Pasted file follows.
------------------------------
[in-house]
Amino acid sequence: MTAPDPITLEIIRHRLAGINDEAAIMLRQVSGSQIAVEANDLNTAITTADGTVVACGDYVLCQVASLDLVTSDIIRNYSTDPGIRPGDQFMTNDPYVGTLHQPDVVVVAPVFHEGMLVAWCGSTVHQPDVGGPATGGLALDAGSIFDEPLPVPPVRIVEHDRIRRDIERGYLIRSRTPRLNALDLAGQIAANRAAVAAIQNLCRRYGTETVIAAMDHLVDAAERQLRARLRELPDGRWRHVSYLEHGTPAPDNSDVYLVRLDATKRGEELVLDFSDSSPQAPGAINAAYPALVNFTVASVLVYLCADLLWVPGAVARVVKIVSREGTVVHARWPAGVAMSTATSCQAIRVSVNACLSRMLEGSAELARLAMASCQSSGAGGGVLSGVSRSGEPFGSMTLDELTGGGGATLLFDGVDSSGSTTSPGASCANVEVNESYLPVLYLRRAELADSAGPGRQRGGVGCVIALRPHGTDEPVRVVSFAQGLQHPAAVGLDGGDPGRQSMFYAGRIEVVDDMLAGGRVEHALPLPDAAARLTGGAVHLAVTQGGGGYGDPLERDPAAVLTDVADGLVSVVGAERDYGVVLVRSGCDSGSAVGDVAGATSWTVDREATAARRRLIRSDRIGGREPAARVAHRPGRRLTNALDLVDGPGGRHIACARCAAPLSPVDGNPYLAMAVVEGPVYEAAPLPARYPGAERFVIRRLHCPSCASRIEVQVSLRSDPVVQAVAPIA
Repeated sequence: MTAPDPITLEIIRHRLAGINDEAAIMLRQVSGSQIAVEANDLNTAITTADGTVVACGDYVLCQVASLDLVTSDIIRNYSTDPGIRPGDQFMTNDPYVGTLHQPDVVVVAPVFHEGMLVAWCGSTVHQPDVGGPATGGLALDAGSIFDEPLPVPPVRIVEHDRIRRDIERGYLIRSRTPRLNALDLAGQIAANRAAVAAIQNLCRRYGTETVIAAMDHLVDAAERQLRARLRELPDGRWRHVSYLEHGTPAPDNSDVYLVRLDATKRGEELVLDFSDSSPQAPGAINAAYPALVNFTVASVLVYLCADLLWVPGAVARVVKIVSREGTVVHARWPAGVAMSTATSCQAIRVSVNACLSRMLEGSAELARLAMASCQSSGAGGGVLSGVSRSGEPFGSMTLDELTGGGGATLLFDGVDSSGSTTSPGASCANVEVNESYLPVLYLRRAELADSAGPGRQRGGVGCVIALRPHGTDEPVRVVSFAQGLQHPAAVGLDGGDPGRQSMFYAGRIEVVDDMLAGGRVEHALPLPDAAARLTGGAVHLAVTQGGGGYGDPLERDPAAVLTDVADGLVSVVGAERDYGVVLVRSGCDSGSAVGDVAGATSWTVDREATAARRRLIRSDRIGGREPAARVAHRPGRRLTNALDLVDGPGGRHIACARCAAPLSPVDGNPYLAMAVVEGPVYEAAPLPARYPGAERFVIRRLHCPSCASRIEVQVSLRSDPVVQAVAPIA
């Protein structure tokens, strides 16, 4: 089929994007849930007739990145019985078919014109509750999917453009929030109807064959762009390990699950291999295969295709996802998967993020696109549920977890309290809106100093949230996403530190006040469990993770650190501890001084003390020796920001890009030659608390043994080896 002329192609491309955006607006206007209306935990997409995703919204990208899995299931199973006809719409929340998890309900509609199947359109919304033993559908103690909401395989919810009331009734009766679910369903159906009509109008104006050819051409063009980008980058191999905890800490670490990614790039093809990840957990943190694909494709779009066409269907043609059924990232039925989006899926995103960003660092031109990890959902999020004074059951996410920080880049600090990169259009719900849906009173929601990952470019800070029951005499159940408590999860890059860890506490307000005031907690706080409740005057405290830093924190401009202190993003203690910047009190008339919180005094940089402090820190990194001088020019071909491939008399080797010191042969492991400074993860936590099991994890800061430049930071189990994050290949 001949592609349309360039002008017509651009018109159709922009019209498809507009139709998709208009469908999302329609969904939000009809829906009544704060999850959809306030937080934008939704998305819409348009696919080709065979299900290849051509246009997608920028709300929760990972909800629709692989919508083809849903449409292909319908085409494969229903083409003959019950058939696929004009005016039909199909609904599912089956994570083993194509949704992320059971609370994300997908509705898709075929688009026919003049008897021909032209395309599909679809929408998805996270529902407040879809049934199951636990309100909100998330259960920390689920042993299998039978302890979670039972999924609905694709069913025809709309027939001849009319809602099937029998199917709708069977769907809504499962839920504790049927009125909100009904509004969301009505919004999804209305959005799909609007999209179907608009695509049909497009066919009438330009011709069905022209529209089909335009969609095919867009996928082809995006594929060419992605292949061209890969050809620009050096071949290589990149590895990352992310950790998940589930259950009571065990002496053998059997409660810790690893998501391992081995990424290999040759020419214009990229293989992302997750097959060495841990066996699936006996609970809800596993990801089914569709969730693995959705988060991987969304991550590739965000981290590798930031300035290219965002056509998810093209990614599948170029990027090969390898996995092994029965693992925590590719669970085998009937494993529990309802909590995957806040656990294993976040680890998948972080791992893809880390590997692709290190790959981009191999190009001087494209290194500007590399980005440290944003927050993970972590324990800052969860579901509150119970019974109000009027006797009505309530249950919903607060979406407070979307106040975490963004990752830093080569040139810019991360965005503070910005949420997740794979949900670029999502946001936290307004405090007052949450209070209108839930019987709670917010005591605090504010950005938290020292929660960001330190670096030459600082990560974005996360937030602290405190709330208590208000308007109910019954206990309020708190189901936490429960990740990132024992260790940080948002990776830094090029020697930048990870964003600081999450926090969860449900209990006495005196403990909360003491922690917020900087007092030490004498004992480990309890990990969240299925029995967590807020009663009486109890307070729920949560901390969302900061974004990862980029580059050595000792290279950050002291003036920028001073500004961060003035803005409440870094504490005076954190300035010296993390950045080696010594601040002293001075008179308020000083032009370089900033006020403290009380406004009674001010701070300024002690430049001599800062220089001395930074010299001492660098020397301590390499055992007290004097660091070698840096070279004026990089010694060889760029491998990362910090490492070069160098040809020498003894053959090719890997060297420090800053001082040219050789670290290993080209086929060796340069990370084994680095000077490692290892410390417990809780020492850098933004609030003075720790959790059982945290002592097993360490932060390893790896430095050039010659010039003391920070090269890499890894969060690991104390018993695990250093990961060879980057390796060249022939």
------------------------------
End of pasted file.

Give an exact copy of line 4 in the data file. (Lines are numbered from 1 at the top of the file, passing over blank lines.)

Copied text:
């Protein structure tokens, strides 16, 4: 089929994007849930007739990145019985078919014109509750999917453009929030109807064959762009390990699950291999295969295709996802998967993020696109549920977890309290809106100093949230996403530190006040469990993770650190501890001084003390020796920001890009030659608390043994080896 002329192609491309955006607006206007209306935990997409995703919204990208899995299931199973006809719409929340998890309900509609199947359109919304033993559908103690909401395989919810009331009734009766679910369903159906009509109008104006050819051409063009980008980058191999905890800490670490990614790039093809990840957990943190694909494709779009066409269907043609059924990232039925989006899926995103960003660092031109990890959902999020004074059951996410920080880049600090990169259009719900849906009173929601990952470019800070029951005499159940408590999860890059860890506490307000005031907690706080409740005057405290830093924190401009202190993003203690910047009190008339919180005094940089402090820190990194001088020019071909491939008399080797010191042969492991400074993860936590099991994890800061430049930071189990994050290949 001949592609349309360039002008017509651009018109159709922009019209498809507009139709998709208009469908999302329609969904939000009809829906009544704060999850959809306030937080934008939704998305819409348009696919080709065979299900290849051509246009997608920028709300929760990972909800629709692989919508083809849903449409292909319908085409494969229903083409003959019950058939696929004009005016039909199909609904599912089956994570083993194509949704992320059971609370994300997908509705898709075929688009026919003049008897021909032209395309599909679809929408998805996270529902407040879809049934199951636990309100909100998330259960920390689920042993299998039978302890979670039972999924609905694709069913025809709309027939001849009319809602099937029998199917709708069977769907809504499962839920504790049927009125909100009904509004969301009505919004999804209305959005799909609007999209179907608009695509049909497009066919009438330009011709069905022209529209089909335009969609095919867009996928082809995006594929060419992605292949061209890969050809620009050096071949290589990149590895990352992310950790998940589930259950009571065990002496053998059997409660810790690893998501391992081995990424290999040759020419214009990229293989992302997750097959060495841990066996699936006996609970809800596993990801089914569709969730693995959705988060991987969304991550590739965000981290590798930031300035290219965002056509998810093209990614599948170029990027090969390898996995092994029965693992925590590719669970085998009937494993529990309802909590995957806040656990294993976040680890998948972080791992893809880390590997692709290190790959981009191999190009001087494209290194500007590399980005440290944003927050993970972590324990800052969860579901509150119970019974109000009027006797009505309530249950919903607060979406407070979307106040975490963004990752830093080569040139810019991360965005503070910005949420997740794979949900670029999502946001936290307004405090007052949450209070209108839930019987709670917010005591605090504010950005938290020292929660960001330190670096030459600082990560974005996360937030602290405190709330208590208000308007109910019954206990309020708190189901936490429960990740990132024992260790940080948002990776830094090029020697930048990870964003600081999450926090969860449900209990006495005196403990909360003491922690917020900087007092030490004498004992480990309890990990969240299925029995967590807020009663009486109890307070729920949560901390969302900061974004990862980029580059050595000792290279950050002291003036920028001073500004961060003035803005409440870094504490005076954190300035010296993390950045080696010594601040002293001075008179308020000083032009370089900033006020403290009380406004009674001010701070300024002690430049001599800062220089001395930074010299001492660098020397301590390499055992007290004097660091070698840096070279004026990089010694060889760029491998990362910090490492070069160098040809020498003894053959090719890997060297420090800053001082040219050789670290290993080209086929060796340069990370084994680095000077490692290892410390417990809780020492850098933004609030003075720790959790059982945290002592097993360490932060390893790896430095050039010659010039003391920070090269890499890894969060690991104390018993695990250093990961060879980057390796060249022939």